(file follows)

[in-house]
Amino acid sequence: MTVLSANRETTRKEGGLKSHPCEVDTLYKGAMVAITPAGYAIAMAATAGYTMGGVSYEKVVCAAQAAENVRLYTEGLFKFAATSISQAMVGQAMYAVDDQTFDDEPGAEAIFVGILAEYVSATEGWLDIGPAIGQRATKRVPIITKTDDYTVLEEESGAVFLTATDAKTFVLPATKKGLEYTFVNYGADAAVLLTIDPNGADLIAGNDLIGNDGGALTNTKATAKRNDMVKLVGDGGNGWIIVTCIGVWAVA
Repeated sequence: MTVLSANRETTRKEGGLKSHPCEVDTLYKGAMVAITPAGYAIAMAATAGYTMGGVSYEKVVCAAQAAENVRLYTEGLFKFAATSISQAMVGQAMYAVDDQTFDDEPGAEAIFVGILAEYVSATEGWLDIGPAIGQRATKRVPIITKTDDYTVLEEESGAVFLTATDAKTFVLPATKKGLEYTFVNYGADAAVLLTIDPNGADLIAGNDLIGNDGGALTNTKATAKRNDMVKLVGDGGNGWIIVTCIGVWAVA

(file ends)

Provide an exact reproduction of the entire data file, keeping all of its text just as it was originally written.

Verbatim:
[in-house]
Amino acid sequence: MTVLSANRETTRKEGGLKSHPCEVDTLYKGAMVAITPAGYAIAMAATAGYTMGGVSYEKVVCAAQAAENVRLYTEGLFKFAATSISQAMVGQAMYAVDDQTFDDEPGAEAIFVGILAEYVSATEGWLDIGPAIGQRATKRVPIITKTDDYTVLEEESGAVFLTATDAKTFVLPATKKGLEYTFVNYGADAAVLLTIDPNGADLIAGNDLIGNDGGALTNTKATAKRNDMVKLVGDGGNGWIIVTCIGVWAVA
Repeated sequence: MTVLSANRETTRKEGGLKSHPCEVDTLYKGAMVAITPAGYAIAMAATAGYTMGGVSYEKVVCAAQAAENVRLYTEGLFKFAATSISQAMVGQAMYAVDDQTFDDEPGAEAIFVGILAEYVSATEGWLDIGPAIGQRATKRVPIITKTDDYTVLEEESGAVFLTATDAKTFVLPATKKGLEYTFVNYGADAAVLLTIDPNGADLIAGNDLIGNDGGALTNTKATAKRNDMVKLVGDGGNGWIIVTCIGVWAVA